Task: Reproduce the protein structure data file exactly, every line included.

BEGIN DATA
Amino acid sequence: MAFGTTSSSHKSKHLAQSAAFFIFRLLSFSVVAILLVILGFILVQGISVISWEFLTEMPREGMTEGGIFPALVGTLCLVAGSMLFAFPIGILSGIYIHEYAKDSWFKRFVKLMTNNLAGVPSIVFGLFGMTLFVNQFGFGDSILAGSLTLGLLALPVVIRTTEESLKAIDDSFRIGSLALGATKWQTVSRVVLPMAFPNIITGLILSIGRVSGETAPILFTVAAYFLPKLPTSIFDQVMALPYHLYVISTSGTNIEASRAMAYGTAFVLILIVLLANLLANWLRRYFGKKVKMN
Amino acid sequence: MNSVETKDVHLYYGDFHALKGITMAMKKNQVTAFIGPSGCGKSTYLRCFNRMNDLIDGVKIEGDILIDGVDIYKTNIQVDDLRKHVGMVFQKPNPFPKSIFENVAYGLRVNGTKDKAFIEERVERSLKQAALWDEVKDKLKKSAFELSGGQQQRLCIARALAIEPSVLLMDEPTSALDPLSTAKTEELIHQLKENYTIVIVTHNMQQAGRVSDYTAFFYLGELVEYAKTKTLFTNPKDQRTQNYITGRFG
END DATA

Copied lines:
Amino acid sequence: MAFGTTSSSHKSKHLAQSAAFFIFRLLSFSVVAILLVILGFILVQGISVISWEFLTEMPREGMTEGGIFPALVGTLCLVAGSMLFAFPIGILSGIYIHEYAKDSWFKRFVKLMTNNLAGVPSIVFGLFGMTLFVNQFGFGDSILAGSLTLGLLALPVVIRTTEESLKAIDDSFRIGSLALGATKWQTVSRVVLPMAFPNIITGLILSIGRVSGETAPILFTVAAYFLPKLPTSIFDQVMALPYHLYVISTSGTNIEASRAMAYGTAFVLILIVLLANLLANWLRRYFGKKVKMN
Amino acid sequence: MNSVETKDVHLYYGDFHALKGITMAMKKNQVTAFIGPSGCGKSTYLRCFNRMNDLIDGVKIEGDILIDGVDIYKTNIQVDDLRKHVGMVFQKPNPFPKSIFENVAYGLRVNGTKDKAFIEERVERSLKQAALWDEVKDKLKKSAFELSGGQQQRLCIARALAIEPSVLLMDEPTSALDPLSTAKTEELIHQLKENYTIVIVTHNMQQAGRVSDYTAFFYLGELVEYAKTKTLFTNPKDQRTQNYITGRFG